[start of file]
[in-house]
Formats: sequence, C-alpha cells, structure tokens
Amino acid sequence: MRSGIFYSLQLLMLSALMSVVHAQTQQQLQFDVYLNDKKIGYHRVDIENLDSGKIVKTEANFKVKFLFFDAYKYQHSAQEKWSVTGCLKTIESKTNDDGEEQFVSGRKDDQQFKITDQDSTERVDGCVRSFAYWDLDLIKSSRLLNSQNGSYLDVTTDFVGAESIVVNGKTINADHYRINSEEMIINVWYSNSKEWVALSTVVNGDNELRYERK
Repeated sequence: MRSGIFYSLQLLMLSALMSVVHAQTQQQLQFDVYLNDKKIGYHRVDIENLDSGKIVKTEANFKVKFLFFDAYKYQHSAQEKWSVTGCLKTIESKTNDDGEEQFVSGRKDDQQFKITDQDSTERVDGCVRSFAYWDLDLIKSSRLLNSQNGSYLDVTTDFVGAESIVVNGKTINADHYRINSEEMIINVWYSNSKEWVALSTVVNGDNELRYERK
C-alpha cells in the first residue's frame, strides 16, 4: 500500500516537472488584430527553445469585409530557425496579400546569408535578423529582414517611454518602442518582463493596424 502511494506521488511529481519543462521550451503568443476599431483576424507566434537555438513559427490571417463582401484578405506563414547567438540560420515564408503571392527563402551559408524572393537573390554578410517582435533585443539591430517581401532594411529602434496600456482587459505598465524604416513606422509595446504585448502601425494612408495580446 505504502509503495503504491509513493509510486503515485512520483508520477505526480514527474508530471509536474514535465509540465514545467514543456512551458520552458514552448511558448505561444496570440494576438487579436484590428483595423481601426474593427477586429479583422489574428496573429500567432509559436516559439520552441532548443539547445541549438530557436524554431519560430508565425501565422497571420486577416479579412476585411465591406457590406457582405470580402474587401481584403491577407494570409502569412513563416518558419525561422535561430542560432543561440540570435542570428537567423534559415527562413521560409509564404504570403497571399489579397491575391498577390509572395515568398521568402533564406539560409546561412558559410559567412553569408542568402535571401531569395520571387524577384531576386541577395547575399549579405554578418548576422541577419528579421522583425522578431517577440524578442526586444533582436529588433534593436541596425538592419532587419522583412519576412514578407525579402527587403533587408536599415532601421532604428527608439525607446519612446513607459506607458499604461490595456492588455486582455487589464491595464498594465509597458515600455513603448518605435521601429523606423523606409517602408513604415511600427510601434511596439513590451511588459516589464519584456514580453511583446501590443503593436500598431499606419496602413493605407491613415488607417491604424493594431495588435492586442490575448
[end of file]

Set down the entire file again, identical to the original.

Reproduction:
[in-house]
Formats: sequence, C-alpha cells, structure tokens
Amino acid sequence: MRSGIFYSLQLLMLSALMSVVHAQTQQQLQFDVYLNDKKIGYHRVDIENLDSGKIVKTEANFKVKFLFFDAYKYQHSAQEKWSVTGCLKTIESKTNDDGEEQFVSGRKDDQQFKITDQDSTERVDGCVRSFAYWDLDLIKSSRLLNSQNGSYLDVTTDFVGAESIVVNGKTINADHYRINSEEMIINVWYSNSKEWVALSTVVNGDNELRYERK
Repeated sequence: MRSGIFYSLQLLMLSALMSVVHAQTQQQLQFDVYLNDKKIGYHRVDIENLDSGKIVKTEANFKVKFLFFDAYKYQHSAQEKWSVTGCLKTIESKTNDDGEEQFVSGRKDDQQFKITDQDSTERVDGCVRSFAYWDLDLIKSSRLLNSQNGSYLDVTTDFVGAESIVVNGKTINADHYRINSEEMIINVWYSNSKEWVALSTVVNGDNELRYERK
C-alpha cells in the first residue's frame, strides 16, 4: 500500500516537472488584430527553445469585409530557425496579400546569408535578423529582414517611454518602442518582463493596424 502511494506521488511529481519543462521550451503568443476599431483576424507566434537555438513559427490571417463582401484578405506563414547567438540560420515564408503571392527563402551559408524572393537573390554578410517582435533585443539591430517581401532594411529602434496600456482587459505598465524604416513606422509595446504585448502601425494612408495580446 505504502509503495503504491509513493509510486503515485512520483508520477505526480514527474508530471509536474514535465509540465514545467514543456512551458520552458514552448511558448505561444496570440494576438487579436484590428483595423481601426474593427477586429479583422489574428496573429500567432509559436516559439520552441532548443539547445541549438530557436524554431519560430508565425501565422497571420486577416479579412476585411465591406457590406457582405470580402474587401481584403491577407494570409502569412513563416518558419525561422535561430542560432543561440540570435542570428537567423534559415527562413521560409509564404504570403497571399489579397491575391498577390509572395515568398521568402533564406539560409546561412558559410559567412553569408542568402535571401531569395520571387524577384531576386541577395547575399549579405554578418548576422541577419528579421522583425522578431517577440524578442526586444533582436529588433534593436541596425538592419532587419522583412519576412514578407525579402527587403533587408536599415532601421532604428527608439525607446519612446513607459506607458499604461490595456492588455486582455487589464491595464498594465509597458515600455513603448518605435521601429523606423523606409517602408513604415511600427510601434511596439513590451511588459516589464519584456514580453511583446501590443503593436500598431499606419496602413493605407491613415488607417491604424493594431495588435492586442490575448